This little beauty is now out in the world! Such an intricate delight to translate this one. Here is the blurb: May 1814. On the island of Elba, the beekeeper Andrea Pasolini awaits the arrival of the exiled Emperor, Napoleon Bonaparte. Though an uneducated farmer, Pasolini’s first love is reading books on philosophy and apiculture… Continue reading José Luis de Juan’s Napoleon’s Beekeeper
PEN America has published an interview with Aleksandra Lun, translated by yours truly, in which she explains why writers are sometimes Godzillas, sometimes Donald Ducks. It begins: I was born and raised in a totalitarian state, and my perspective on truth and fiction is one that I share with other writers from Eastern Europe—we regard… Continue reading The PEN Ten
An extract from Aleksandra Lun’s The Palimpsests has been published at LitHub. And, my copies have arrived!
Karina Sainz Borgo’s “Scissors” is now up at Granta. It was a huge pleasure to translate this one. Image copyright Immo Wegmann
is now out with Godine! “I was in the Jewish cemetery of Bucharest and saw the look that the gravedigger’s dog gave its owner, and I knew I was in the presence of a love come late in life—” so goes the perspective on life by Czesław Przęśnicki, an imaginary hero/survivor from the mad, beautiful,… Continue reading Aleksandra Lun’s The Palimpsests
by Karina Sainz Borgo is out, hooray! It’s out through HarperVia. You can find an extract over at LitHub.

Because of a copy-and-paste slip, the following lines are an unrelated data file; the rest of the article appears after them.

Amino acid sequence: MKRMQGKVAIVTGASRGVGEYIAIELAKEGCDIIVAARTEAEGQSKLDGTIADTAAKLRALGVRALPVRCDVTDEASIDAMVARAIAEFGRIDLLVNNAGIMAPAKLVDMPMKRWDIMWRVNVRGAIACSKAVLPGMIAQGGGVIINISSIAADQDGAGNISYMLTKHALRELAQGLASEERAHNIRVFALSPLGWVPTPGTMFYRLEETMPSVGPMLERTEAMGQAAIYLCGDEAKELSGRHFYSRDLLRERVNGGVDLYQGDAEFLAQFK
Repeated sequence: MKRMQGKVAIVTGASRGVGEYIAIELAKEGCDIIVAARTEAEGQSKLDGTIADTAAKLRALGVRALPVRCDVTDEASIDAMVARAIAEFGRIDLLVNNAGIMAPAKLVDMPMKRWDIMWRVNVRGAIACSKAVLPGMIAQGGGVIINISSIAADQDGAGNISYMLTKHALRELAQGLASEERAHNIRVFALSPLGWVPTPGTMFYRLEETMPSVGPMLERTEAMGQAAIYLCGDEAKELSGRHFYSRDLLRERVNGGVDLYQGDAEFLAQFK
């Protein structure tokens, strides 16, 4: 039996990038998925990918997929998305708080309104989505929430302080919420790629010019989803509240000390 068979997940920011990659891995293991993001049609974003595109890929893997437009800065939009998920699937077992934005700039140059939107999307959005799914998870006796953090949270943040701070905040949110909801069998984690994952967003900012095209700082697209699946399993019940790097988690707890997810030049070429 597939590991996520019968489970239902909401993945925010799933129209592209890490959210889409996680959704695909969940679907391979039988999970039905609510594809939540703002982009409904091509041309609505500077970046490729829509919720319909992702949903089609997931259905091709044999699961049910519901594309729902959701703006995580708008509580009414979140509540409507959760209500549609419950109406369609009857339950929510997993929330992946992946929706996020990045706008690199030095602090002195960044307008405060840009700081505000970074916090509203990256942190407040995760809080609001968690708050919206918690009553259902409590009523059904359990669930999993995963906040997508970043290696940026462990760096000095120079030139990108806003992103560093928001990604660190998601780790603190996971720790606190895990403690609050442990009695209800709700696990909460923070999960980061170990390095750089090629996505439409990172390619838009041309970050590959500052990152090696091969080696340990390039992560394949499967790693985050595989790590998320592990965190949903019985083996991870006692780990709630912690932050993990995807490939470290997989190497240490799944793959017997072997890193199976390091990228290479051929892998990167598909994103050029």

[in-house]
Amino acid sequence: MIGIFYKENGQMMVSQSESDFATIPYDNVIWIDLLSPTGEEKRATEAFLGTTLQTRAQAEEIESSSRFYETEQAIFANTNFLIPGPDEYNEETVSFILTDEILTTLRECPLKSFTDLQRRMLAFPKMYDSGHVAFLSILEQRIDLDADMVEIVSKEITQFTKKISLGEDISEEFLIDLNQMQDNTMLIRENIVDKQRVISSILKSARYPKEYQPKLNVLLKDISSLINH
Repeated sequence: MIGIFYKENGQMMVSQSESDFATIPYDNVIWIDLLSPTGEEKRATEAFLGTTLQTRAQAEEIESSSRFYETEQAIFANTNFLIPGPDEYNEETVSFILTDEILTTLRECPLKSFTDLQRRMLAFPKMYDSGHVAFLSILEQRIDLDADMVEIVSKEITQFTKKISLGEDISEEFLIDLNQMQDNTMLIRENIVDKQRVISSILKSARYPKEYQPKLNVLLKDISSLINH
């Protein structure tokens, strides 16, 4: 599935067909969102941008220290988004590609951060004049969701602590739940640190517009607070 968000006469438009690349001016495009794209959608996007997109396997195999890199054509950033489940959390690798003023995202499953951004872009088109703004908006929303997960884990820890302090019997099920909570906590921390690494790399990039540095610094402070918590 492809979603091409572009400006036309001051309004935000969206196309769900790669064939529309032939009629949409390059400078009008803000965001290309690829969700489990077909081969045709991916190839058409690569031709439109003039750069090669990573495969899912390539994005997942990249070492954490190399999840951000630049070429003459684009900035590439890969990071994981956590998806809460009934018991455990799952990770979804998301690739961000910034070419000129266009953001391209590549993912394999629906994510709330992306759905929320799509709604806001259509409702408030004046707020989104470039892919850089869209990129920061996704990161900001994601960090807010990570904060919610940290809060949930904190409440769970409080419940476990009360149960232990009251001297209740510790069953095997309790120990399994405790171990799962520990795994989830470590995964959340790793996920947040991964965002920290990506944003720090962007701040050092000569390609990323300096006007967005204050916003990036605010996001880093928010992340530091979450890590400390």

Recent radio and podcast interviews on From Here On, Monsters and translation: The Garret 2Ser Final Draft 3CR Published or Not
I’m lucky enough to be in convo with the incredible Jennifer Mills for this. All welcome!
The folks behind Paradoxa have a brand-new chock-full issue dedicated to speculative fiction, edited by Debra Ann Castillo and Liliana Colanzi. I was lucky enough to get to translate Carlos Yushimito’s stellar “Rhizome”: a biting, satirical, high camp slash deadly serious chthonic revenge tale, where the earth rises up against its exploiters after Peru’s gastronomical… Continue reading Translation of Yushimito’s Rhizome for Paradoxa
The folks behind Slice Literary have published the fourth instalment of their International Corpse series – a kind of mutilingual fiction relay – in their latest flight-themed issue. Writers Claudia Salazar Jiménez, Pema Bhum, Krys Lee and Kanako Nishi wrote and translators Kang Daehoon, Tenzine Dickie, Allison Markin Powell and I got to translate the story… Continue reading Slice mag multilingual translation
The Fireflies crew asked me to translate indie director Albert Serra’s mediation on chess and its relationship to geopolitics. What a ride it was, and what a beautiful issue they’ve made. It has just hit my letterbox, all the way from Berlin.
***Update 23/10/2018: Kramp receives Chile’s highest literary accolade as the Ministry of Culture’s Best Novel of 2018*** D began his career selling hardware items: nails, saws, hammers, handles and magic eye door viewers, brand name Kramp. The first time he left the guesthouse where he lived with a sample case in hand, he couldn’t work… Continue reading María Jose Ferrada’s Kramp extracted at Nashville Review